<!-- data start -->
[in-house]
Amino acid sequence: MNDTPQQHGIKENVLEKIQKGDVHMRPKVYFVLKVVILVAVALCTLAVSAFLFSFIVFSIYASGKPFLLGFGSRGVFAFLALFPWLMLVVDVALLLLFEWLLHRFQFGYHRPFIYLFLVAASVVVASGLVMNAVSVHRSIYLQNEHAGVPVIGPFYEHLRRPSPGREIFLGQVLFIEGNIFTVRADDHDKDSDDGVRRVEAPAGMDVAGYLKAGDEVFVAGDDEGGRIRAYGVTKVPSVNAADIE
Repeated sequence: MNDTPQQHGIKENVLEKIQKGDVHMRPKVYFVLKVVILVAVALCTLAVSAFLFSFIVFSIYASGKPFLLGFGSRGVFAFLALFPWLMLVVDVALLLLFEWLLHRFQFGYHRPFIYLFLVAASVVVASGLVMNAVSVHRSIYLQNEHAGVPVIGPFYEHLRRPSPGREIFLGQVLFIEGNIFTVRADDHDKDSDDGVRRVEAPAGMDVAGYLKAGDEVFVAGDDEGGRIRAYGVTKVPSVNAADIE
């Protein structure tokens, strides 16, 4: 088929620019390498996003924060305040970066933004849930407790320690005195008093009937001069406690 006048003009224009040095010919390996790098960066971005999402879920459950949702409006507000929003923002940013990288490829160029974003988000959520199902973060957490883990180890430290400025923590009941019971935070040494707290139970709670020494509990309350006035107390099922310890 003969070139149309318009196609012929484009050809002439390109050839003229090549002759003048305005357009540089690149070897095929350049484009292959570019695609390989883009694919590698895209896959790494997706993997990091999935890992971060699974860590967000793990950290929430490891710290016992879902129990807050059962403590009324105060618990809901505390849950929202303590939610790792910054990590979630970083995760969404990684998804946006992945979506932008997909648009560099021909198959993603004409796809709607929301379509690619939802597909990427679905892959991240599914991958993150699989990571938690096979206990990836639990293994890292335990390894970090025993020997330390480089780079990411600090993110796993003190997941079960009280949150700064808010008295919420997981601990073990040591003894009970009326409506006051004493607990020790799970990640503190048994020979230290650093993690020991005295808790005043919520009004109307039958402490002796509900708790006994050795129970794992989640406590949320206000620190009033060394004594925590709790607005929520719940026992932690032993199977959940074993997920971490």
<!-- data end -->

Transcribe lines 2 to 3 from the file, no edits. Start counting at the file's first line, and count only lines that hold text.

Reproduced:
Amino acid sequence: MNDTPQQHGIKENVLEKIQKGDVHMRPKVYFVLKVVILVAVALCTLAVSAFLFSFIVFSIYASGKPFLLGFGSRGVFAFLALFPWLMLVVDVALLLLFEWLLHRFQFGYHRPFIYLFLVAASVVVASGLVMNAVSVHRSIYLQNEHAGVPVIGPFYEHLRRPSPGREIFLGQVLFIEGNIFTVRADDHDKDSDDGVRRVEAPAGMDVAGYLKAGDEVFVAGDDEGGRIRAYGVTKVPSVNAADIE
Repeated sequence: MNDTPQQHGIKENVLEKIQKGDVHMRPKVYFVLKVVILVAVALCTLAVSAFLFSFIVFSIYASGKPFLLGFGSRGVFAFLALFPWLMLVVDVALLLLFEWLLHRFQFGYHRPFIYLFLVAASVVVASGLVMNAVSVHRSIYLQNEHAGVPVIGPFYEHLRRPSPGREIFLGQVLFIEGNIFTVRADDHDKDSDDGVRRVEAPAGMDVAGYLKAGDEVFVAGDDEGGRIRAYGVTKVPSVNAADIE